Going Hi-Fi with Arla Fibre

This post has been written in collaboration with Arla Fibre, but all thoughts are my own. 

Earlier this month I was invited to a lunch by Arla Fibre to learn more about how they're helping the nation plug the fibre gap in their diets.

When the invite popped into my inbox I jumped at the chance. Suffering with IBS I know how important fibre is in my diet and how little we talk about it. It's just not as sexy as protein (everything seems to be about protein these days!) and when it's related to bowel movements you can kind of see why. So I was thrilled to learn more about a company tackling this essential head on with a tasty product. 

Arla Fibre The Flourishing Pantry

The lunch was designed to highlight the fibre gap in many people's diets.

We should all be getting 30g of fibre a day in our diets to support balanced digestion. But most of us are only hitting 17g a day on average. 

You're probably all panicking thinking that I'm going to say you need to be horsing down prunes and sprinkling flaxseeds on everything in order to make the grade. Not true. 

The lunch was attended by Registered Nutritionist Charlotte Stirling-Reed who told us all about the simple swaps we could be making to plug this gap simply and easily. By the way, the best way to know a brand has nailed it with their product is when they have a fully qualified nutritionist on-board dishing out the facts!

These swaps totally rang true with my blog post from last week about not needing whacky ingredients to have a healthier diet. 

The ideas weren't crazy ingredients and didn't require cooking whole new meals - they were easy exchanges.

There are the obvious ones sure - brown and wholegrain rice and bread over white would seem logical to many of us. Oats instead of sugary cereal for breakfast also well-known.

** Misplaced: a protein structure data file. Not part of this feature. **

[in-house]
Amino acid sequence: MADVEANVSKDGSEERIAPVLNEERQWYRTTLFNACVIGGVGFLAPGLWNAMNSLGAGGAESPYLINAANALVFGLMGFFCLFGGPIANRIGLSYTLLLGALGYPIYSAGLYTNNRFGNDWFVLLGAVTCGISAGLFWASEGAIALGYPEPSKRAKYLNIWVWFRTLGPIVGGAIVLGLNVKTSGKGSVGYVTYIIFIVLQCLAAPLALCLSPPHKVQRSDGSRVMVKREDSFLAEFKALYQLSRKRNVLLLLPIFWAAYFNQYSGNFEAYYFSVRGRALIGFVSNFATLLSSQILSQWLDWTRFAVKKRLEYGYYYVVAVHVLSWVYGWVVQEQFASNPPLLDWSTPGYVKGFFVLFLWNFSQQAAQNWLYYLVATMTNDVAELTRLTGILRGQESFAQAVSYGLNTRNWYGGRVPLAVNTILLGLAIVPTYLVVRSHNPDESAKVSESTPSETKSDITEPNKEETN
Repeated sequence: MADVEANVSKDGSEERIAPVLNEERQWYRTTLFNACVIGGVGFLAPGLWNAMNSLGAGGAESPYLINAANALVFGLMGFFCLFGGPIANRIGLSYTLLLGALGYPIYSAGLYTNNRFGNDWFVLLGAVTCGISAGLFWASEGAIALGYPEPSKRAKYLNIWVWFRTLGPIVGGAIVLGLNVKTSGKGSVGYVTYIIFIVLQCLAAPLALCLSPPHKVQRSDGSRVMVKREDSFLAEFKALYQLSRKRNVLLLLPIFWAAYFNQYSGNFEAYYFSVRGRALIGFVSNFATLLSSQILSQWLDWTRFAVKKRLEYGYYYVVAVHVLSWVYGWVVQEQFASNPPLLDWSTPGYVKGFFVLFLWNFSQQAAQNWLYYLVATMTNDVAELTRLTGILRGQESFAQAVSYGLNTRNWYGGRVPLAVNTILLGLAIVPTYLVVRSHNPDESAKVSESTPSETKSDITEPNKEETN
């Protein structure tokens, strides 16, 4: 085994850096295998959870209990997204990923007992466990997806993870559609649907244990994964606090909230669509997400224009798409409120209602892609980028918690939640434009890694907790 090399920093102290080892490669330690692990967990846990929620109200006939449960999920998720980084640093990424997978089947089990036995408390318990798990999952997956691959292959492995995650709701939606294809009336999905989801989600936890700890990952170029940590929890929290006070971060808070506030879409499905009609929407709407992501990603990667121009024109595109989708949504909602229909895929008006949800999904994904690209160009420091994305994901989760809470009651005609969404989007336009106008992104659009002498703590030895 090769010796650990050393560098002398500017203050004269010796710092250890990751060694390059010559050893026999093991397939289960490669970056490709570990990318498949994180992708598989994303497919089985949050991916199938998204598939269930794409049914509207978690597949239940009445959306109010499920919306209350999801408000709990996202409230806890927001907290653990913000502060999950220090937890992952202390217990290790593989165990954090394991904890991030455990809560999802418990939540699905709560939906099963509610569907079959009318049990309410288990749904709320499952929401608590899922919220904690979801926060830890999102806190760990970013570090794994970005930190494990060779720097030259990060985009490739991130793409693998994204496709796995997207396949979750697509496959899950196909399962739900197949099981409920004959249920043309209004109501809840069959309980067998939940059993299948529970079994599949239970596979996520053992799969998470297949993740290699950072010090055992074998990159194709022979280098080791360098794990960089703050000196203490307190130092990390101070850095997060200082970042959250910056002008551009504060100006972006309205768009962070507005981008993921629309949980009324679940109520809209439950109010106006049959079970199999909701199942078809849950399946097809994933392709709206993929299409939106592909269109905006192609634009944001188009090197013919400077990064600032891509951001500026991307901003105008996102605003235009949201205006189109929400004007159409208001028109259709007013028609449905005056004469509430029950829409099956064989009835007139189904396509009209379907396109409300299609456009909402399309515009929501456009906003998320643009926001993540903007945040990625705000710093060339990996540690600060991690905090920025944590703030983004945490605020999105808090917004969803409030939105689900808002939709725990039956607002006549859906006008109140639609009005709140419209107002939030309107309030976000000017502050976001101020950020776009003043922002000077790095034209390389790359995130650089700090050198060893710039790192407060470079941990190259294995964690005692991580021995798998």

But there were some surprising ones too: did you know strawberries have more fibre than grapes for example? Or that almonds have more fibre than cashews? Or if you're snacking that carrot has more fibre than apple? And my favourite - sesame seeds over pine nuts for a sprinkle on your main courses or when making pesto is more high in fibre! I feel a sesame seed pesto recipe coming on.... 

Arla Fibre The Flourishing Pantry

To really emphasise the ease of the swaps the lunch we were served seemed on the face of it to be the same for everyone. A risotto to start, lamb and potatoes for main course and a fruit tart for dessert.

But there were subtle differences - higher fibre veggies and a wholegrain crumb on the starter, and strawberries over grapes and Arla Fibre yoghurt in the dessert meant some of us were getting way more fibre than others without even realising. 

At the end of the afternoon we were all sent home with a little sample of Arla Fibre to try. I served mine up the next morning with some muesli, apple, banana and a sprinkle of granola. A delicious breakfast and knowing the yoghurt has 4.7g fibre per 150g (compared with next to zero fibre in a regular plain yoghurt) is a great way to know I'm helping my digestion for the rest of the day. 

Arla Fibre The Flourishing Pantry

So what do you reckon? Are you aware of your fibre intake? Do you think it's something you could do with more of? I wonder if tracking even just for one day to see your fibre intake might be an interesting experiment. 

For those of you wondering what the fibre actually is - Arla Fibre contains chicory inulin which contributes to normal bowel function by increase stool frequency. I thought it was interesting that this study also claims that chicory inulin was "well tolerated by subjects with gastrointestinal complaints" giving hope to those with IBS who may find some products aggravate them. 

If you want to see what others have been sharing jump on the hashtag #GetFussed - and if you get your hands on some Arla Fibre make sure to tag and share with them your creations!

Sad fact of the day: wine has zero fibre. Better go looking for it elsewhere...! 

Thank you to Registered Nutritionist Charlotte Stirling-Reed for proof reading this for me to ensure my facts are all straight. I'm not a dietitian so if you have any questions about your fibre intake and making changes to your diet make sure you seek advice from your GP or a registered dietitian or nutritionist. 

Get more fibre The Flourishing Pantry